When an implant is said to be successful, it obeys there quested demands. These relate to:
- Mechanical function (ability to chew, speak),
- Tissue physiology (presence of osseointegration, maintenance of supporting bone and absence of inflammation).
- Psychology (absence of pain and discomfort as well as presence of acceptable aesthetics).
Standardized orthopantomogram (OPG) were taken at the time of implant placement, 6, 9, 12 and 18 months postoperatively. OPG and intraoral periapical radiograph did not demonstrate any radiolucency or other pathological conditions adjacent to the implant.
Therefore, there were no features of peri-implantitis or peri-implant mucositis found and patient was instructed to maintain oral hygiene at each interval.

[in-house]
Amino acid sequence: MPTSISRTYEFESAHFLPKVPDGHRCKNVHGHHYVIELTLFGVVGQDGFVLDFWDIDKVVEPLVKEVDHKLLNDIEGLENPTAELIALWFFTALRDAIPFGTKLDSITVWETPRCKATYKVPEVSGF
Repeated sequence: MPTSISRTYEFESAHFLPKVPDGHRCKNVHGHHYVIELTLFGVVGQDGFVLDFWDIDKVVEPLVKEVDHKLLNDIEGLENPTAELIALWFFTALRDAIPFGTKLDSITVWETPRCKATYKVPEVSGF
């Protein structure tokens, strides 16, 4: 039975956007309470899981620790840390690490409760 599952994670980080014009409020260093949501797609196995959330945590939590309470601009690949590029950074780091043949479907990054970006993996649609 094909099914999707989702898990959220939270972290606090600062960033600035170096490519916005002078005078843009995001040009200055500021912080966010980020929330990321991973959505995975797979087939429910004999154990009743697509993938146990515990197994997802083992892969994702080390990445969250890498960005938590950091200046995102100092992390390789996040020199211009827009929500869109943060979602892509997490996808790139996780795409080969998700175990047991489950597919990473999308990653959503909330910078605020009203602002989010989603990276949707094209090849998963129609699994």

| Conclusion|| |
The goal of periodontal therapy is the maintenance of the dentition and/or its implants placement in a state of health, comfort, function, and esthetics for the duration of a patient's life. Patients with a history of periodontitis represent a unique group of individuals who previously submitted to a bacterial challenge. Therefore, it is important to address the management and survival rate of implants in these patients. On the basis of previous case reports and systematic reviews GAP can be rehabilitated successfully with osseointegrated implants. However more bone and attachment loss at the implants have reported than in periodontally healthy subjects. This case report described successful management of AgP patient, rehabilitated with endosseous dental implants.
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[Figure 1], [Figure 2], [Figure 3], [Figure 4], [Figure 5a], [Figure 5b], [Figure 5c], [Figure 5d], [Figure 6]